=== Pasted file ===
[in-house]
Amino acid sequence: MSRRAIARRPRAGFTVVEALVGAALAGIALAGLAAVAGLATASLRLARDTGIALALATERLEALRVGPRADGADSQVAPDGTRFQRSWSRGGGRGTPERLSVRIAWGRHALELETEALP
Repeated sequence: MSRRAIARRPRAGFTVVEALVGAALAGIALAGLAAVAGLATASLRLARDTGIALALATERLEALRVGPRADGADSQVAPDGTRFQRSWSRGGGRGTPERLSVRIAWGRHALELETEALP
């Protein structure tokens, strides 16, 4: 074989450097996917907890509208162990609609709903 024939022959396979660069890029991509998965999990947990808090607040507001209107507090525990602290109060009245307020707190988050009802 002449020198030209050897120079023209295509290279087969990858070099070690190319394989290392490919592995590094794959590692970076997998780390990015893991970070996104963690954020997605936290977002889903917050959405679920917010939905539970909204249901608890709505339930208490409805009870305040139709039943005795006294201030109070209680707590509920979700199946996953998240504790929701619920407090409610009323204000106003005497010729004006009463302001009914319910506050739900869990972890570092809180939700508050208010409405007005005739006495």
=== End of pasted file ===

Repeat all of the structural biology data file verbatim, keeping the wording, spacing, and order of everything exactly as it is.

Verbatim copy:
[in-house]
Amino acid sequence: MSRRAIARRPRAGFTVVEALVGAALAGIALAGLAAVAGLATASLRLARDTGIALALATERLEALRVGPRADGADSQVAPDGTRFQRSWSRGGGRGTPERLSVRIAWGRHALELETEALP
Repeated sequence: MSRRAIARRPRAGFTVVEALVGAALAGIALAGLAAVAGLATASLRLARDTGIALALATERLEALRVGPRADGADSQVAPDGTRFQRSWSRGGGRGTPERLSVRIAWGRHALELETEALP
């Protein structure tokens, strides 16, 4: 074989450097996917907890509208162990609609709903 024939022959396979660069890029991509998965999990947990808090607040507001209107507090525990602290109060009245307020707190988050009802 002449020198030209050897120079023209295509290279087969990858070099070690190319394989290392490919592995590094794959590692970076997998780390990015893991970070996104963690954020997605936290977002889903917050959405679920917010939905539970909204249901608890709505339930208490409805009870305040139709039943005795006294201030109070209680707590509920979700199946996953998240504790929701619920407090409610009323204000106003005497010729004006009463302001009914319910506050739900869990972890570092809180939700508050208010409405007005005739006495």